Specific Learning Disorder (often referred to as learning disorder or learning disability) is a disorder that begins during school-age, although it may not be recognised until adulthood. Learning disabilities refers to ongoing problems in one of three areas: reading, writing and math.  Unfortunately these areas are foundational to one’s ability to learn.

Other specific skills that may be impacted include the ability to put thoughts into written words, spelling, reading comprehension, math calculation and math problem solving. Difficulties with these skills may cause problems in learning subjects such as history, maths, science and social studies and may impact everyday activities.  Behavioural problems can also be a consequence of a learning disorder.

Learning disorders, if not recognized and managed, can cause problems throughout a person’s life beyond having lower academic achievement. These problems include increased risk of greater psychological distress, poorer overall mental health, unemployment/under-employment and dropping out of school.

Learning Disorders can include

  • Dyslexia (difficulty reading, spelling, writing and speaking)
  • Dyscalculia (difficulty in mathematics)
  • Dysgraphia (difficulties with spelling and/or trouble putting thoughts on paper)
  • Attention Deficit Hyperactive Disorder (ADHD)

An estimated 5 to 15 percent of school-age children struggle with a learning disability.

An estimated 80 percent of those with learning disorders have reading disorder in particular (commonly referred to as dyslexia). One-third of people with learning disabilities are estimated to also have attention-deficit hyperactivity disorder (ADHD).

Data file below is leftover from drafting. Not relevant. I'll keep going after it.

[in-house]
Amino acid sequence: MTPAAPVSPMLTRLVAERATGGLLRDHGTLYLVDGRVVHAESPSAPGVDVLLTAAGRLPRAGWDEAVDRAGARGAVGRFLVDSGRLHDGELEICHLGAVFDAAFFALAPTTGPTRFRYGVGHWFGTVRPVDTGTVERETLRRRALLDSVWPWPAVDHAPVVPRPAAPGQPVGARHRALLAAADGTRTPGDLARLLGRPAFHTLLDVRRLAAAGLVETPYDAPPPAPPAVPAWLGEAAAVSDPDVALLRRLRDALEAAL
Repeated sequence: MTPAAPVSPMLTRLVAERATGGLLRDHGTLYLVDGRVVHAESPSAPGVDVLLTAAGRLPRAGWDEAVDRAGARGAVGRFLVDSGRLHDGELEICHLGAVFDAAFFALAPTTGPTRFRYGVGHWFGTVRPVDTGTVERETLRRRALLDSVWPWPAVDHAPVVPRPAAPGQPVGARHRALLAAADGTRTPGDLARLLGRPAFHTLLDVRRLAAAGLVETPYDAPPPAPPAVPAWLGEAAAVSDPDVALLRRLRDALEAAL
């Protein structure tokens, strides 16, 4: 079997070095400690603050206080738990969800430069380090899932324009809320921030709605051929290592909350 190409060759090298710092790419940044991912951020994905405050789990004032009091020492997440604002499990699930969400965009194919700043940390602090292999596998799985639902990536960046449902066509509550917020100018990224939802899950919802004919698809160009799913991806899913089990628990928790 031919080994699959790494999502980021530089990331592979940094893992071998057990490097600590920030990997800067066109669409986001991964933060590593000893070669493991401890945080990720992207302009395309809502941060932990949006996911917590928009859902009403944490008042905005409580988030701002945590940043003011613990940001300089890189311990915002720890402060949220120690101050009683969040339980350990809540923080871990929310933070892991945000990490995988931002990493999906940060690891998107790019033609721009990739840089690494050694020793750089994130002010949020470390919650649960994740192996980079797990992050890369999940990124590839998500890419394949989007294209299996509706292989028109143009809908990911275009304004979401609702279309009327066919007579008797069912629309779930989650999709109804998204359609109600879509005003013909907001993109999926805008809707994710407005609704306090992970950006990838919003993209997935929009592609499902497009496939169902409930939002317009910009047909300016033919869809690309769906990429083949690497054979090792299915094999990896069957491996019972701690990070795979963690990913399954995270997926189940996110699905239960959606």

Why diagnosis is important

The benefits of Early Diagnosis and Early Intervention have been well established for Learning Disorders. Often it is not only the client who suffers. As with any disability these disorders are associated with high burden for the family and carers mostly due to lack of direction and support on how to best manage clients with these conditions.

Early diagnosis can improve early access to assistance. In addition to accessing appropriate medical treatment, early diagnosis also facilitates appropriate intervention for the individual and family or carers by adding appropriate support and/or respite, reducing carer burnout and improving overall functional capacity of the individual.

Early intervention for children of schooling age may impact their ability to remain in mainstream schools, to integrate better socially, and may also increase their capacity to mitigate their own functional deficits.

We can help!

The Shrink Academy has specialised clinicians with a broad range of skills and experience in diagnosis, management, and treatment of both cognitive disorders and neurodevelopment disorders.  In collaboration with our partners at The Shrink Company, we have in-house clinicians in Psychology, Occupational Therapy and Behavioural Support domains, we are able to provide a wraparound service for clients in need.

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